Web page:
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Market Finishes Record Boring Week

The final week in October saw the S&P 500 closing at 1,183.26, up from 1,183.08 from the previous Friday's close. Driving this gain of 0.015% were a combination of 81% of S&P 500 companies reporting better than expected earnings combined with slew of economic data all beating consensus forecast. That data included better than expected existing and new home sales, consumer confidence, durable goods orders, and jobless claims.

The bond market reacted to all of this positive news with the ten-year Treasury Note yield soaring one basis point.

Boring doesn't make headline news
Okay, so last week was the most boring week in financial markets I can remember, if not in the last hundred years. It's not only that we ended up almost exactly where we started, but the biggest move of the entire week for the S&P 500 was a 0.3% move.

Financial news and the market not in sync
In addition to this being a nearly unprecedented week of market boredom, it stands out for another reason. I can't remember a week when so much positive news came out, and with all of it being better than expected. I'll admit, if I had insider knowledge of this news, I would have bought into the market or maybe even used options. At the very least, I sure would have bet on some volatility from this very one-sided week of great news.

Lessons learned
I think there are a few lessons we learn from this.

  1. In short periods, such as a day or a week, the market can fool us and often doesn't react the way we think it should based on the circumstances. Markets are complex and their movements are often inexplicable, though the media never gives up trying to explain the unexplainable.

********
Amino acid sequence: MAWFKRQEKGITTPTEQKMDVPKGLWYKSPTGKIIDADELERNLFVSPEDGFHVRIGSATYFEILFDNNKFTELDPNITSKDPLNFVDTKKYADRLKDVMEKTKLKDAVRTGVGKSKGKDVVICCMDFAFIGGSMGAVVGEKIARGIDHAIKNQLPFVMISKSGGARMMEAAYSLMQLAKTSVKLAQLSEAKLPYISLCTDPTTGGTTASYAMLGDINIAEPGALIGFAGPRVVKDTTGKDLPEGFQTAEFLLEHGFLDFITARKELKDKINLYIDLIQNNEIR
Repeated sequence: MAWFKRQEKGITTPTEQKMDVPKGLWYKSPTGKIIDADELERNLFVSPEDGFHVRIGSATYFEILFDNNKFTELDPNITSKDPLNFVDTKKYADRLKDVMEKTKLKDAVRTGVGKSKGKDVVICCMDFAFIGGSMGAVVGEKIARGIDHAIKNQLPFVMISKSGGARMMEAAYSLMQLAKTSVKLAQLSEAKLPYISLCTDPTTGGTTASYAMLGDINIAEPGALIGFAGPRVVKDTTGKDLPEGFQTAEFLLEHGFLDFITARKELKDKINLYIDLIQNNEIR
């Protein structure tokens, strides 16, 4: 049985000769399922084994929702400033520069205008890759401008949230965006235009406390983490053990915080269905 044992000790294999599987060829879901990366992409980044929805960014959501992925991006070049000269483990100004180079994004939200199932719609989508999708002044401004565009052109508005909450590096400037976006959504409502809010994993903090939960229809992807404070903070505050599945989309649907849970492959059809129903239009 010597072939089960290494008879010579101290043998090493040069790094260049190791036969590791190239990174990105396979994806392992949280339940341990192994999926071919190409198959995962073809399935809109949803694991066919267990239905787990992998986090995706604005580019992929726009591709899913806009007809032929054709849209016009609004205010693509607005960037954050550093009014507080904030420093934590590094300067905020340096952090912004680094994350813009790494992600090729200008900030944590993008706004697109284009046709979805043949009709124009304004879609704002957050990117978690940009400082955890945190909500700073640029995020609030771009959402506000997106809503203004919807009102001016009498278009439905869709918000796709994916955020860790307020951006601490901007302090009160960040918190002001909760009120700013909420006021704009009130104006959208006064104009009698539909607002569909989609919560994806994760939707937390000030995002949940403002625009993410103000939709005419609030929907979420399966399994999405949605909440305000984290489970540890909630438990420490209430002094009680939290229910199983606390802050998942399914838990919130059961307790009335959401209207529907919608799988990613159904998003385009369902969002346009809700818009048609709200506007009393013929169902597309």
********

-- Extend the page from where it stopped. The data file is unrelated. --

2. The market usually gives us what we least expect. We expected continued volatility and to move up with good news. Surprise!
  3. Sometimes the best investment lessons come from boring weeks in the market like the past one.
  4. Finally, accept that we really don't know what to expect from the market. Don't just assume that next week will be less volatile than the recent past couple of years.
The market humbles us all. Those who accept that they don't know what next week will hold are on their way to becoming investors for the long-run. Those who make bets on what will happen over the next few weeks or months, will eventually pay the price of keeping markets efficient.

Last week's financial market movements offered investors no ups, no downs, no drama. That kind of news doesn't make headlines, but it should!

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